En español | If you aren’t already receiving Social Security benefits at age 65, you won’t be signed up automatically. So you’ll have to make a decision.
Whether you need to enroll in Medicare if you continue to work and have health benefits through your job depends on the size of the employer. The same rules apply if your health insurance is through your spouse’s job.
As long as you have health insurance from a company that employs 20 or more people where you or your spouse actively works, you can delay enrolling in Medicare until the employment ends or the coverage stops, whichever happens first. You’re entitled to a special enrollment period (SEP) to sign up for Medicare before or within eight months of losing that job-based coverage to avoid a late-enrollment penalty.
The law. Large employers with at least 20 employees must offer you and your spouse the same benefits they offer younger employees and their spouses. You — not the employer — can decide whether to:
Many people enroll in Medicare Part A at 65, even though they have employer coverage, because it’s free unless they or their spouse has paid fewer than 40 quarters of Medicare taxes. However, they may decide to wait if they want to continue contributing pretax dollars to a health savings account (HSA). More on that later.
Those who have access to employer-based health insurance often delay signing up for Part B while they’re still working. That way, they don’t have to pay premiums for both Medicare and the employer coverage.
Be aware. If you choose to enroll in both an employer group plan and Medicare Part B, the employer insurance is always primary when a large company provides it. That means it pays your medical bills first.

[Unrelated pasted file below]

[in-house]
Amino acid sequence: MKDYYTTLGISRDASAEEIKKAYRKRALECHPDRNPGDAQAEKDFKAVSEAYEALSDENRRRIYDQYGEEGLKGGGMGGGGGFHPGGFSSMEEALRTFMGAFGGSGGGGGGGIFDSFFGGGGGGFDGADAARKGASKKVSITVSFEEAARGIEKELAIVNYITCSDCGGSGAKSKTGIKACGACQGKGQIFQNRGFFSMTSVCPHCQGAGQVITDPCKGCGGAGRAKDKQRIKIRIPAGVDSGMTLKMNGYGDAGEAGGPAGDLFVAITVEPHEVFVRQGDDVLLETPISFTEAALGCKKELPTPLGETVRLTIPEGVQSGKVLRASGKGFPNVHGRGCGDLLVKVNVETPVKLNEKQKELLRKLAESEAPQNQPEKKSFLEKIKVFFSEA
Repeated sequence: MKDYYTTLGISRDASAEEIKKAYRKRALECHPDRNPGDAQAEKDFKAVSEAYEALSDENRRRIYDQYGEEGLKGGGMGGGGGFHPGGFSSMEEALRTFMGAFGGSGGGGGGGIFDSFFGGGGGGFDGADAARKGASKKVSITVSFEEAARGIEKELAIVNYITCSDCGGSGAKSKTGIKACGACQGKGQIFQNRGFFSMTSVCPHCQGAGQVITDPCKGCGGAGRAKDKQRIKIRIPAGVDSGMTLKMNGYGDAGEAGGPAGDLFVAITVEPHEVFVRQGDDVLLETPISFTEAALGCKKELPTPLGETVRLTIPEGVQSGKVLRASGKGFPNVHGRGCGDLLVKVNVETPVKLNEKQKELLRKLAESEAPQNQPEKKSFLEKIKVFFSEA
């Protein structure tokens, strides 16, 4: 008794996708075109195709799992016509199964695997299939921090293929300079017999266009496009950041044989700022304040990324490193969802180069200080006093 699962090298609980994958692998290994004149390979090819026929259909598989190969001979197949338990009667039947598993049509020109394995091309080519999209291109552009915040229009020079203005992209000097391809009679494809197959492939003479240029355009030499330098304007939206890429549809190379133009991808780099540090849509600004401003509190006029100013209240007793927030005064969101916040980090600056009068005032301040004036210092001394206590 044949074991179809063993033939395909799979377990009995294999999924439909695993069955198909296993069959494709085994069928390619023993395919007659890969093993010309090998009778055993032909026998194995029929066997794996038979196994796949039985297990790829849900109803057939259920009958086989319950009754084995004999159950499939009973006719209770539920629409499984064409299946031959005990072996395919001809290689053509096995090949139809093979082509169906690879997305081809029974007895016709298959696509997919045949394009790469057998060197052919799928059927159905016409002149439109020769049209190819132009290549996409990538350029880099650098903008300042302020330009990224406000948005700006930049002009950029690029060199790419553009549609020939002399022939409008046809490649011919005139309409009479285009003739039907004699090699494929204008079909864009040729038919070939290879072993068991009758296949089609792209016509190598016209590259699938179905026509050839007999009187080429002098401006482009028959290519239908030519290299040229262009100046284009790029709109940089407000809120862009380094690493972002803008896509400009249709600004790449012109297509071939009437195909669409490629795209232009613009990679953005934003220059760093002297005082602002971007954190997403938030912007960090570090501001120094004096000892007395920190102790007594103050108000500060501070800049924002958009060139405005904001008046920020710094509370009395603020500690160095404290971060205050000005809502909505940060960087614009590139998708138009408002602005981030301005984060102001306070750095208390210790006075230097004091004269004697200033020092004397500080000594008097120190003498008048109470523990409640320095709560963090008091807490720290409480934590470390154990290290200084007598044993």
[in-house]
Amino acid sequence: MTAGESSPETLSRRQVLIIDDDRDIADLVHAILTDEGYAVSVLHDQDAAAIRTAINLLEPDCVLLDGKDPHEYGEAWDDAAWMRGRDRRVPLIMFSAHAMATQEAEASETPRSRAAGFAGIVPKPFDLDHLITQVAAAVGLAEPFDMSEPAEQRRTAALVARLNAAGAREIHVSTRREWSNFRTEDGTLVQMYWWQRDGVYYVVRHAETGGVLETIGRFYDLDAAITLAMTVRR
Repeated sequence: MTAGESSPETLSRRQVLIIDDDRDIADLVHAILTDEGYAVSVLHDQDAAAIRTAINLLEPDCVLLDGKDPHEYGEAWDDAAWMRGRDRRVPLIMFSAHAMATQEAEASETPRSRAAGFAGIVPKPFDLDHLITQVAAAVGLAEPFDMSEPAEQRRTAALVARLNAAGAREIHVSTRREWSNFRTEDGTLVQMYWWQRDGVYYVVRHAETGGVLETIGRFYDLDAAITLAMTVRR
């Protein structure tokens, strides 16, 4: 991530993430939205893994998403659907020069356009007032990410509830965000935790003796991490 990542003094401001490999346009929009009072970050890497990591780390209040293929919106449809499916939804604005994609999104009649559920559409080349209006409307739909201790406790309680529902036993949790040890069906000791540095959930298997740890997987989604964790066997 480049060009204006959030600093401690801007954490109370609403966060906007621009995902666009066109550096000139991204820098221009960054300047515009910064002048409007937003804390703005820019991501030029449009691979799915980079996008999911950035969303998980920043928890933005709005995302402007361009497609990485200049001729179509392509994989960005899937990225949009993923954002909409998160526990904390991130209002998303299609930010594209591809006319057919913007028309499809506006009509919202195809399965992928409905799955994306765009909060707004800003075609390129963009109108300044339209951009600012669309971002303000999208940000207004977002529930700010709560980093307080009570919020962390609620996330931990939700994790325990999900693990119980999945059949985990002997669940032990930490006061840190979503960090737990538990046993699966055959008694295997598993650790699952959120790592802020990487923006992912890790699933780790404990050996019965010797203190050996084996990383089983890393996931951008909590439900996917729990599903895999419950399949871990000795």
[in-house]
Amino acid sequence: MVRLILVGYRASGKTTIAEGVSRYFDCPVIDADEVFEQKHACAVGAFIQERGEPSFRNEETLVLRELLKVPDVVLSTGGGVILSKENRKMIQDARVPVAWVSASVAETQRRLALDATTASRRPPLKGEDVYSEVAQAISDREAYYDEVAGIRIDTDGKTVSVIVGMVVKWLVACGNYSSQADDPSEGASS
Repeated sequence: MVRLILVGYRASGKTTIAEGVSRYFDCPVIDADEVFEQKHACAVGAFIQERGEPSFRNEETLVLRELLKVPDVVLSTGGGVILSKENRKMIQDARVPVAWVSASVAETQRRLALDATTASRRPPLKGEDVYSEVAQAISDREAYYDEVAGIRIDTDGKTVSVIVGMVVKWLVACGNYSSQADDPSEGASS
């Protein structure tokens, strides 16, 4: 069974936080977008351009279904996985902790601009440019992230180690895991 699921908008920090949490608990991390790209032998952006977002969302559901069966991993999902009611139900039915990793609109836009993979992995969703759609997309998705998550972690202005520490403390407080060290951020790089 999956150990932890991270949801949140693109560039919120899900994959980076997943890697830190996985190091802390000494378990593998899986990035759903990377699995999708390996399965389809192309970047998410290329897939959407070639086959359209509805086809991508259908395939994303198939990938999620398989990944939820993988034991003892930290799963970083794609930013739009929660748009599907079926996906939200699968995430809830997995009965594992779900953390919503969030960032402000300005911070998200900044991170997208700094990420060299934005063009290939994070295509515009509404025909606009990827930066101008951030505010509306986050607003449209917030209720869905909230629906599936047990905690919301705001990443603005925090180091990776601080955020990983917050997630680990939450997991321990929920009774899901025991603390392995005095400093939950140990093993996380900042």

Medicare will pay only for services it covers that the company plan does not. So unless your employer insurance doesn’t cover much, you could be paying monthly Medicare premiums with little or no return.
Medigap also might be affected. If you sign up for Part B while you still have coverage from a large employer, you could be forfeiting your right to buy Medicare supplement insurance, better known as Medigap, with full federal protections after this employment ends.
Even if you have health problems, insurance companies must sell you a Medigap policy and charge you the same rates as someone without preexisting conditions if you buy the policy within six months of enrolling in Part B when you’re 65 or older. After those six months pass, Medigap insurers in most states can deny coverage or charge more because of preexisting conditions, except in special situations.
Having coverage from a large employer does not extend that six-month period.
The laws that prohibit large companies from requiring Medicare-eligible employees to drop the employer plan and sign up for Medicare do not apply to companies with fewer than 20 people. In this situation, the employer decides.
You generally need to sign up for Medicare Parts A and B during your initial enrollment period, which begins three months before and ends the three months after the month you turn 65. If you don’t, you could end up with large coverage gaps.
If the employer does require you to enroll in Medicare, which is most common, Medicare automatically becomes your primary coverage at 65 and the employer plan provides secondary coverage. In other words, Medicare settles your medical bills first, and the group plan pays only for services it covers but Medicare doesn’t.
So if you fail to sign up for Medicare when required, you essentially will be left with no coverage.